One of the more bizarre recommendations from the Liberal Democrat party conference comes in the form of a push to redefine cider, revealed in notes first published by City A.M..
We want to alter the definition of cider for duty purposes to exclude the mass-produced, lower quality products from the beneficial low duty rates (compared to beer or wine) which apply to cider.
The current requirement to be classed as a cider is for only 35% of the product to be from apple juice. Increasing this requirement (to, say, 75%) would require manufacturers of high volume, low quality product to either significantly increase the quality of what they're making, or pay duty at (considerably higher) wine rates. By contrast, those manufacturers already producing cider from actual apples would be unaffected.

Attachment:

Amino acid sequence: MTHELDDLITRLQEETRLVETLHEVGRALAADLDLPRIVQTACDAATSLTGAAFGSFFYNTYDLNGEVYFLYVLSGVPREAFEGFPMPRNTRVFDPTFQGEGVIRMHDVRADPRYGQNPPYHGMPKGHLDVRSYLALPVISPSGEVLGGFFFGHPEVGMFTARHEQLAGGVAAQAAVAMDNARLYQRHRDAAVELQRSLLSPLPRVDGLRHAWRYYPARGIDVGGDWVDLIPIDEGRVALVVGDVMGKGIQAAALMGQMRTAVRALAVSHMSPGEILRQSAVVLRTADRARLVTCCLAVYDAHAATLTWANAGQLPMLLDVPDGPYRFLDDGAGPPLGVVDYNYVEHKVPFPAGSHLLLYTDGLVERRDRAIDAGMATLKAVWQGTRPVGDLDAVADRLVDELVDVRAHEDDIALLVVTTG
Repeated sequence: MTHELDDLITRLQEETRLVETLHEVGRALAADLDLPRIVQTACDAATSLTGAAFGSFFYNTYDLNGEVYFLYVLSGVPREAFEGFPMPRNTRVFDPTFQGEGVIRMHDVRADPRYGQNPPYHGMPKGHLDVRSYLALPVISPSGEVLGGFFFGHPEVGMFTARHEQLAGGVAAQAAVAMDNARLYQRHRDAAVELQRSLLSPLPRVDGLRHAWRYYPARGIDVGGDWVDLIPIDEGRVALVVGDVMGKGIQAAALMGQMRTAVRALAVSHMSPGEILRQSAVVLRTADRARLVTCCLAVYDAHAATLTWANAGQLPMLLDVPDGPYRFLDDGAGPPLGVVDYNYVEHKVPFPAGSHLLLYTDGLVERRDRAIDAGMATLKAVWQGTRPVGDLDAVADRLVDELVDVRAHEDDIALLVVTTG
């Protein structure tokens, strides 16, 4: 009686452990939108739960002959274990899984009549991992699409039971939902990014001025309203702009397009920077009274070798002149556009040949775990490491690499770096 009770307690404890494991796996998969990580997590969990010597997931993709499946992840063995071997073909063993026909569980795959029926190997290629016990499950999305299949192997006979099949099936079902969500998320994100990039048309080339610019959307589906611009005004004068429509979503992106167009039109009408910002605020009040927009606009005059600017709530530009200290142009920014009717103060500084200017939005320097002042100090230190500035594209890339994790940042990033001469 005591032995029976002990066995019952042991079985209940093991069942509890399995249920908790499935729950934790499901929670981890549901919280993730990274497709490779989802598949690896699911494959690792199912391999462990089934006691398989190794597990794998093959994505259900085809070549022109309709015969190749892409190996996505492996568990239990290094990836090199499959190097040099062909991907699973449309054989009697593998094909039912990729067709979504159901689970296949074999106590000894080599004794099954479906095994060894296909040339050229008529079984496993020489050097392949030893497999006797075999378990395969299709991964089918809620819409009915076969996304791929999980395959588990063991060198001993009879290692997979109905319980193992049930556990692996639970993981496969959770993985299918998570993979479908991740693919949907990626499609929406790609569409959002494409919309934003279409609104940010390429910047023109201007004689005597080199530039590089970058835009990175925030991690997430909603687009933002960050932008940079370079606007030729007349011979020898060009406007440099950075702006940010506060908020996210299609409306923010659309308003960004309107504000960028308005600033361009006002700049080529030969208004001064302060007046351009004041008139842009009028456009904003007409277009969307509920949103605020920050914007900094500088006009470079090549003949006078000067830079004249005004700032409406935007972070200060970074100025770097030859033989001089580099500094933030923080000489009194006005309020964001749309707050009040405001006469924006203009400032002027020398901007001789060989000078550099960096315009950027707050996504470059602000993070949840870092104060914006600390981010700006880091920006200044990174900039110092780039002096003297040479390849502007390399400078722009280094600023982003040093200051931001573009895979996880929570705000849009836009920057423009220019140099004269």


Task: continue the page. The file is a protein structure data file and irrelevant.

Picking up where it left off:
Sam Bowman, research director, Adam Smith Institute:
It's pretty obvious that the Lib Dems' bizarre obsession with apples has to do with the fact that Somerset – the apple capital of the country – is one of the party's only electoral strongholds. The proposals are silly, more than doubling the amount of apple juice required for a drink to be defined as a 'cider', taxing any that do not change out of the market.
That would mean that many popular ciders like Stella Cidre and Strongbow, with apple juice contents of around 50 percent, would either have to change significantly or become unreasonably expensive. It's hard to take seriously the Lib Dems' claims to be independent of special interests while they're flogging policies like this.